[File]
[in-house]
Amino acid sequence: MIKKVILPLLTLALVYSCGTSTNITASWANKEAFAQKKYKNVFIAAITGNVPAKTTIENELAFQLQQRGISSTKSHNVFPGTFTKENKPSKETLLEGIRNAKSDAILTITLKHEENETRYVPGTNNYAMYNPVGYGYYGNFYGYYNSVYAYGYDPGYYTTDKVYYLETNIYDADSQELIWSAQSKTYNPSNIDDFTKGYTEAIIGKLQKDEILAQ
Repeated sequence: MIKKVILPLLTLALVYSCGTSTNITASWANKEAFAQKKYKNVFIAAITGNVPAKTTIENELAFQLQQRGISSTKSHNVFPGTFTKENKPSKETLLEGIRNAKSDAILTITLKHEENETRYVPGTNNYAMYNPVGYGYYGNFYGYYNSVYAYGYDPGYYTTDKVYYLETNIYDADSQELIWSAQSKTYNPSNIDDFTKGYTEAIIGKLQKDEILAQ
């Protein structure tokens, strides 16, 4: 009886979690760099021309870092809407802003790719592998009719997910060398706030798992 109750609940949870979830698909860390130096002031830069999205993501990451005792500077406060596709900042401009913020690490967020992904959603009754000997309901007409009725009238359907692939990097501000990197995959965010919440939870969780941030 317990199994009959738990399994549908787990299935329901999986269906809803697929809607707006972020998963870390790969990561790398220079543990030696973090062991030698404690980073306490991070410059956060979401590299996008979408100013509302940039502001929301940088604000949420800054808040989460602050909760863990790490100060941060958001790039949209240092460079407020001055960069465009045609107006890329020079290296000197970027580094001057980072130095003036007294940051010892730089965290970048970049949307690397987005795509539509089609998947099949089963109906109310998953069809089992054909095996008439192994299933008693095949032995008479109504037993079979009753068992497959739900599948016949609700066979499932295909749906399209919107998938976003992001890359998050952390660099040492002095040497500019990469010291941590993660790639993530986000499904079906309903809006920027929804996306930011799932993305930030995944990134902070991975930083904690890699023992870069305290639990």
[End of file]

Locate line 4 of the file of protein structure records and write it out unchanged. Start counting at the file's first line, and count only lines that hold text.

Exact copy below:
């Protein structure tokens, strides 16, 4: 009886979690760099021309870092809407802003790719592998009719997910060398706030798992 109750609940949870979830698909860390130096002031830069999205993501990451005792500077406060596709900042401009913020690490967020992904959603009754000997309901007409009725009238359907692939990097501000990197995959965010919440939870969780941030 317990199994009959738990399994549908787990299935329901999986269906809803697929809607707006972020998963870390790969990561790398220079543990030696973090062991030698404690980073306490991070410059956060979401590299996008979408100013509302940039502001929301940088604000949420800054808040989460602050909760863990790490100060941060958001790039949209240092460079407020001055960069465009045609107006890329020079290296000197970027580094001057980072130095003036007294940051010892730089965290970048970049949307690397987005795509539509089609998947099949089963109906109310998953069809089992054909095996008439192994299933008693095949032995008479109504037993079979009753068992497959739900599948016949609700066979499932295909749906399209919107998938976003992001890359998050952390660099040492002095040497500019990469010291941590993660790639993530986000499904079906309903809006920027929804996306930011799932993305930030995944990134902070991975930083904690890699023992870069305290639990």